What kind of shoes does Reno wear?
Black kevlar-soled Turk specials (on duty)
Alligator boots with pointed toes (off duty)
The alligator boots are a little beat up, and have been resoled twice. They fit like his own skin. He got them shaking down Frankie Manuflect in Wall Market, the same gig that brought Rude a spectacular Zegna three-button in black and camel pinstripes that might have been made for him. That makes the boots nearly five years old. But like any truly good thing, the boots do not go out of style.
They are on Tseng’s desk at the moment. Tseng is out. Reno is waiting. Reno has been called in on his day off. Along with these alligator boots, which zip up the back, rising up his calves, boots the color of bad coffee, of canal water on a moonless night, Reno is wearing his favorite jeans, which have developed holes in the ass and the knee. Anyone who felt like looking could look and get a fairly detailed picture of how his legs intersect with his hips.
Reno has his goggles dropped over his eyes, tuned to shield them from the hard midday light coming through Tseng’s slotted blinds. He is not jumpy. He is waiting.
The door opens, closes. There’s a soft sound of broadcloth. Reno lets his eyes drift open, pushes up his goggles. Tseng has placed a flat package on his desk and is shucking his overcoat. As he settles it on the rack, Reno picks out the vague outline of his Osel under his suit jacket, holstered under his left arm, biggest goddamn gun in the business, more than enough to mess up the line of the suit.
Reno leaves the alligator boots on Tseng’s desk.
“Thank you,” Tseng says, “for coming in.”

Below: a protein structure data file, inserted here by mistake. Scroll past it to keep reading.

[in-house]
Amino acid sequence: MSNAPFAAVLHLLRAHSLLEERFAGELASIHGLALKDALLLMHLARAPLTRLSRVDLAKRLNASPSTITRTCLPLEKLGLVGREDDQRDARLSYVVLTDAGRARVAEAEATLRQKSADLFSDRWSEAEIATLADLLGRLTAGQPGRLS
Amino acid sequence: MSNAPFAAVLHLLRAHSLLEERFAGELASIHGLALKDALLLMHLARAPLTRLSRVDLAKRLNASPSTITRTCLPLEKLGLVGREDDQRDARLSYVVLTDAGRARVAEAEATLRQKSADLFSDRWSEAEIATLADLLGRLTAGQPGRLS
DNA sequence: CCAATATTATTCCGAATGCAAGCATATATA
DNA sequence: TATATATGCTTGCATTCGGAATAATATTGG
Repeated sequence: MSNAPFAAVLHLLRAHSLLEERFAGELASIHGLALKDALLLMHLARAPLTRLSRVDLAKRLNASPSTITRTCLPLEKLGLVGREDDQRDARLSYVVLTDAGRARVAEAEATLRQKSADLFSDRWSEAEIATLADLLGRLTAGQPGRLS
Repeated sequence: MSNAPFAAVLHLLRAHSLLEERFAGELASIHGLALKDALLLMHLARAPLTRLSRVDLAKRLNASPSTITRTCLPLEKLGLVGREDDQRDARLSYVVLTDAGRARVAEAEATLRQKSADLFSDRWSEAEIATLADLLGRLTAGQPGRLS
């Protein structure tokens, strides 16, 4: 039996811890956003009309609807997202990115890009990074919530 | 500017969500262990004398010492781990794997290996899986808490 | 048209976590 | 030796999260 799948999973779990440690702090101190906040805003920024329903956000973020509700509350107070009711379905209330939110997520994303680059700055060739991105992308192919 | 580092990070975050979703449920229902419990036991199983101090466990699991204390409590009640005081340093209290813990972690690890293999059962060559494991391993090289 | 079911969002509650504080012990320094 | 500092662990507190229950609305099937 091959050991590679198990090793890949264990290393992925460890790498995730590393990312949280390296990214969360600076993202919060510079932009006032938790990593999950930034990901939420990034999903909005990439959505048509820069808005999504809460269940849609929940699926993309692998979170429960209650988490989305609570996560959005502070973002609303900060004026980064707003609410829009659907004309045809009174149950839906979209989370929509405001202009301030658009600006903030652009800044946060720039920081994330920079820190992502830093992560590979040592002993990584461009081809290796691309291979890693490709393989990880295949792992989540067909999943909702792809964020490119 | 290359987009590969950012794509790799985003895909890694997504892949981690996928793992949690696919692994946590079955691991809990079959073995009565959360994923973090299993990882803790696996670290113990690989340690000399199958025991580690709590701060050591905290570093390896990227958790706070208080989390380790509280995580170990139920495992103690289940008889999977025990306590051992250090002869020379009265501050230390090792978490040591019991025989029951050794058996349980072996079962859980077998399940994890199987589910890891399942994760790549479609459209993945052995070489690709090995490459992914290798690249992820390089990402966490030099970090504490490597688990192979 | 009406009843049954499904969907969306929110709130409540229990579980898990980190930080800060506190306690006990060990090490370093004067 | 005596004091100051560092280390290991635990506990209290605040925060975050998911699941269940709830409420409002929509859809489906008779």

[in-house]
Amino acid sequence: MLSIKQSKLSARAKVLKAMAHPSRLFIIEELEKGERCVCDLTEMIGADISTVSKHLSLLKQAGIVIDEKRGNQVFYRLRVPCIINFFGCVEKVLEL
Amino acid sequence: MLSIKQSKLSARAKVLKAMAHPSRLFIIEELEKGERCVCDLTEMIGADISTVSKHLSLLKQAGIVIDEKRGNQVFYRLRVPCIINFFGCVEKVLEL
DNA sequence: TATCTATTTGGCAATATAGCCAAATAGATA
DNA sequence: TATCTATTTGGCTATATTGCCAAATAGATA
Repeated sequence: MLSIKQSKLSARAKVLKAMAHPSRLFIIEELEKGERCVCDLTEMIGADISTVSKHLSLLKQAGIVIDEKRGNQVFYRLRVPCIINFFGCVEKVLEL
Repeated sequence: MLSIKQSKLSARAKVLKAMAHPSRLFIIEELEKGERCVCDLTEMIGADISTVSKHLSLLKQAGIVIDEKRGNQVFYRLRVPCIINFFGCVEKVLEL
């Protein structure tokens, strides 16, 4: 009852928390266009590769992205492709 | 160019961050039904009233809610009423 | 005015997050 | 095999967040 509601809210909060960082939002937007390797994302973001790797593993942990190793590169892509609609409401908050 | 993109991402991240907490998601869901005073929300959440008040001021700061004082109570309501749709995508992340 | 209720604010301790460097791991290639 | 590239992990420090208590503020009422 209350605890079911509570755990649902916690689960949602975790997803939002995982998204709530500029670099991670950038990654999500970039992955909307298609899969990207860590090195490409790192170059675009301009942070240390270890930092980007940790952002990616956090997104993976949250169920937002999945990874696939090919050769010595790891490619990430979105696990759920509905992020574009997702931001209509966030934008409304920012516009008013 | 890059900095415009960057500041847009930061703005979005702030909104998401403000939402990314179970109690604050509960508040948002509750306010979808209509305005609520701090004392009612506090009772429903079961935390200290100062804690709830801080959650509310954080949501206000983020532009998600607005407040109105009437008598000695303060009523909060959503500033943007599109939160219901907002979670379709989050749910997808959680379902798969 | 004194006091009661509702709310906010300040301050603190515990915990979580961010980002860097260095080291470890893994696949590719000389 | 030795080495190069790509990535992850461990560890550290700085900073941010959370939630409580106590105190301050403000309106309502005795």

Reno stretches. The Peloponnesian War tour t-shirt, older than the boots by a factor of two, is utterly pliant and almost colorless, with gaping holes in the armpits. He’s not an especially smelly guy, but today, on his day off, minus his shower, Reno smells like Reno.
Tseng faces Reno, puts his hands in his pockets, and waits.
Reno removes the alligator boots from his desk.
“Thank you,” Tseng says. “Please open the package. We have a situation.”
Reno scoots his chair closer to Tseng’s desk. Above their heads, fanblades slowly revolve.
“What do we got?” Reno asks. “Larceny? Blackmail? Anthrax?”
“Open it,” Tseng says.
Reno shrugs, pulls the paper free.
It’s a photograph. A woman lying in a pool of blood, next to a pair of scissors. There is a flash of something gold across her hip—a belt, maybe.
“Know her?” Tseng asks.
Reno’s face goes from day-off neutral to profoundly still.
“Yeah,” he says finally. “I know her.”
“Word on the street, Reno,” Tseng says, “is you did her. Is that plausible?”
Reno looks, for a second, exactly like the kid Tseng met seven years back, straight out of the Pipes in Sector Six.
“Yeah, it’s plausible,” he says quietly.
Tseng reaches out for the photograph, draws it halfway across his desk, pulls out his chair, takes off his suit coat and puts it over the chair, and sits down. His white shirt is cut by the black lines of his shoulder holster.
“Don’t you want to know?” Reno asks.
The breeze from the fan tosses errant strands of Reno’s hair, pulled loose from his ponytail. Tseng’s hair, slicked back behind his ears, is too smooth and heavy for the air to play games with.
“I didn’t do this,” Reno says.
“But you could have done it. You might have done it,” Tseng muses, “and you thought about it a few times.” Reno doesn’t speak. Tseng watches. “You thought about it plenty of times,” he corrects himself.
Reno closes his eyes, once.
“And your name will come up.”
“Top of the list.” He’s not cocky.
“Does,” Tseng asks, “Shinra know about this history?”
Shinra, in Tseng’s mouth, means more than just their employer. It means, Reno suddenly perceives, everyone who isn’t presently in the room.
“Unclear,” Reno says carefully, staring at him.
“I have people at the scene,” Tseng says. “At present there is no official involvement. We could take a shot at putting this on the local color.”
Reno soaks this in.
“It would raise a red flag,” he says finally. “It would come back on you.” He points. “Here, see? Someone stabbed her in the throat. Look at that angle of entry. That’s not local color. It’s assassination.”
Tseng and Reno regard one another steadily. Reno’s face is bleak. He doesn’t look like a Sector kid anymore.
“You’re going to have to tell me,” Tseng says, “how you got involved with Scarlet’s niece.”